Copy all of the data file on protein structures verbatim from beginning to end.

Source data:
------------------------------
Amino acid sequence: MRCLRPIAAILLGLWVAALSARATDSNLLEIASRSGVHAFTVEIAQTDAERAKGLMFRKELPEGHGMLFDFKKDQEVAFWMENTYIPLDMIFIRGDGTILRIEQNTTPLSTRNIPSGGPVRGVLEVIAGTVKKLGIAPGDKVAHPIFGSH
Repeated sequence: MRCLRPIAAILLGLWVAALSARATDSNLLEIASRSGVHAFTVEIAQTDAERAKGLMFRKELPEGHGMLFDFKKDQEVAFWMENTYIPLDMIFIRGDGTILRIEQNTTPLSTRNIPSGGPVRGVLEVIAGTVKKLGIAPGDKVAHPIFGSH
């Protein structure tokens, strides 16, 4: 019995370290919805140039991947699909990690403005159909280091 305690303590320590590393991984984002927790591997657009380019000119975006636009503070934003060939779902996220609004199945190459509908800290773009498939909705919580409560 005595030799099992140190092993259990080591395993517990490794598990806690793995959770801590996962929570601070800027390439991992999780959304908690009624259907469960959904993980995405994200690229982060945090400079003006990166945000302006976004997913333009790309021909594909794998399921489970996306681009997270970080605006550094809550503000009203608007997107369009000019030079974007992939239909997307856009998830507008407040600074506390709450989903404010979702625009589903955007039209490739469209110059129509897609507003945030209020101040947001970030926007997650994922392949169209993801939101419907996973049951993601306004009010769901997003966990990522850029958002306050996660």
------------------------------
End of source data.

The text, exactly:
Amino acid sequence: MRCLRPIAAILLGLWVAALSARATDSNLLEIASRSGVHAFTVEIAQTDAERAKGLMFRKELPEGHGMLFDFKKDQEVAFWMENTYIPLDMIFIRGDGTILRIEQNTTPLSTRNIPSGGPVRGVLEVIAGTVKKLGIAPGDKVAHPIFGSH
Repeated sequence: MRCLRPIAAILLGLWVAALSARATDSNLLEIASRSGVHAFTVEIAQTDAERAKGLMFRKELPEGHGMLFDFKKDQEVAFWMENTYIPLDMIFIRGDGTILRIEQNTTPLSTRNIPSGGPVRGVLEVIAGTVKKLGIAPGDKVAHPIFGSH
């Protein structure tokens, strides 16, 4: 019995370290919805140039991947699909990690403005159909280091 305690303590320590590393991984984002927790591997657009380019000119975006636009503070934003060939779902996220609004199945190459509908800290773009498939909705919580409560 005595030799099992140190092993259990080591395993517990490794598990806690793995959770801590996962929570601070800027390439991992999780959304908690009624259907469960959904993980995405994200690229982060945090400079003006990166945000302006976004997913333009790309021909594909794998399921489970996306681009997270970080605006550094809550503000009203608007997107369009000019030079974007992939239909997307856009998830507008407040600074506390709450989903404010979702625009589903955007039209490739469209110059129509897609507003945030209020101040947001970030926007997650994922392949169209993801939101419907996973049951993601306004009010769901997003966990990522850029958002306050996660």